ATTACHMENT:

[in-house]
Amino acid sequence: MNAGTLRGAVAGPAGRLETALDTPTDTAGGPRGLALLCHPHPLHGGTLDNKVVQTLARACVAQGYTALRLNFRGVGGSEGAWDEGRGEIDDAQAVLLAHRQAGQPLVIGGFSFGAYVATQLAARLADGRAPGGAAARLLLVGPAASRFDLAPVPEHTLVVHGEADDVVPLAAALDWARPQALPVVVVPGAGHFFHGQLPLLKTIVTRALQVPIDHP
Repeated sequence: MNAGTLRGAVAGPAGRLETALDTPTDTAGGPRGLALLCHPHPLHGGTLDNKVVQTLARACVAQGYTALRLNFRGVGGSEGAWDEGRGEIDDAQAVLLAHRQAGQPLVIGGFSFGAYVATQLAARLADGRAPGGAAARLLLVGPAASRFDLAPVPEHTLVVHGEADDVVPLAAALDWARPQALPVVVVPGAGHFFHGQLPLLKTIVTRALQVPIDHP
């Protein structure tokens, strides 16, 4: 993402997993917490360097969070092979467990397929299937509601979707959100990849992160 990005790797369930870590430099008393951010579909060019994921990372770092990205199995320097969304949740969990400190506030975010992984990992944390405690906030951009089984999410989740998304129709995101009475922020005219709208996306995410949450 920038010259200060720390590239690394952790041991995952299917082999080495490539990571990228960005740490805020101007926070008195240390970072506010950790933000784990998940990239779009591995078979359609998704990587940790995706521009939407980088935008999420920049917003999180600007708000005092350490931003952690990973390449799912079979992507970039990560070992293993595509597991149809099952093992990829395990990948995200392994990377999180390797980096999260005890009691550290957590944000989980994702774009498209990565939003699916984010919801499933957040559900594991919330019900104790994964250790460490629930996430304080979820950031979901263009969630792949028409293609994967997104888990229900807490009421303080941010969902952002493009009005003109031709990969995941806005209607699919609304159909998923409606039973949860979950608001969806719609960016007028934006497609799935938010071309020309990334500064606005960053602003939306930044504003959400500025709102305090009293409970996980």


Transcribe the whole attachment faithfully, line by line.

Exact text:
[in-house]
Amino acid sequence: MNAGTLRGAVAGPAGRLETALDTPTDTAGGPRGLALLCHPHPLHGGTLDNKVVQTLARACVAQGYTALRLNFRGVGGSEGAWDEGRGEIDDAQAVLLAHRQAGQPLVIGGFSFGAYVATQLAARLADGRAPGGAAARLLLVGPAASRFDLAPVPEHTLVVHGEADDVVPLAAALDWARPQALPVVVVPGAGHFFHGQLPLLKTIVTRALQVPIDHP
Repeated sequence: MNAGTLRGAVAGPAGRLETALDTPTDTAGGPRGLALLCHPHPLHGGTLDNKVVQTLARACVAQGYTALRLNFRGVGGSEGAWDEGRGEIDDAQAVLLAHRQAGQPLVIGGFSFGAYVATQLAARLADGRAPGGAAARLLLVGPAASRFDLAPVPEHTLVVHGEADDVVPLAAALDWARPQALPVVVVPGAGHFFHGQLPLLKTIVTRALQVPIDHP
């Protein structure tokens, strides 16, 4: 993402997993917490360097969070092979467990397929299937509601979707959100990849992160 990005790797369930870590430099008393951010579909060019994921990372770092990205199995320097969304949740969990400190506030975010992984990992944390405690906030951009089984999410989740998304129709995101009475922020005219709208996306995410949450 920038010259200060720390590239690394952790041991995952299917082999080495490539990571990228960005740490805020101007926070008195240390970072506010950790933000784990998940990239779009591995078979359609998704990587940790995706521009939407980088935008999420920049917003999180600007708000005092350490931003952690990973390449799912079979992507970039990560070992293993595509597991149809099952093992990829395990990948995200392994990377999180390797980096999260005890009691550290957590944000989980994702774009498209990565939003699916984010919801499933957040559900594991919330019900104790994964250790460490629930996430304080979820950031979901263009969630792949028409293609994967997104888990229900807490009421303080941010969902952002493009009005003109031709990969995941806005209607699919609304159909998923409606039973949860979950608001969806719609960016007028934006497609799935938010071309020309990334500064606005960053602003939306930044504003959400500025709102305090009293409970996980």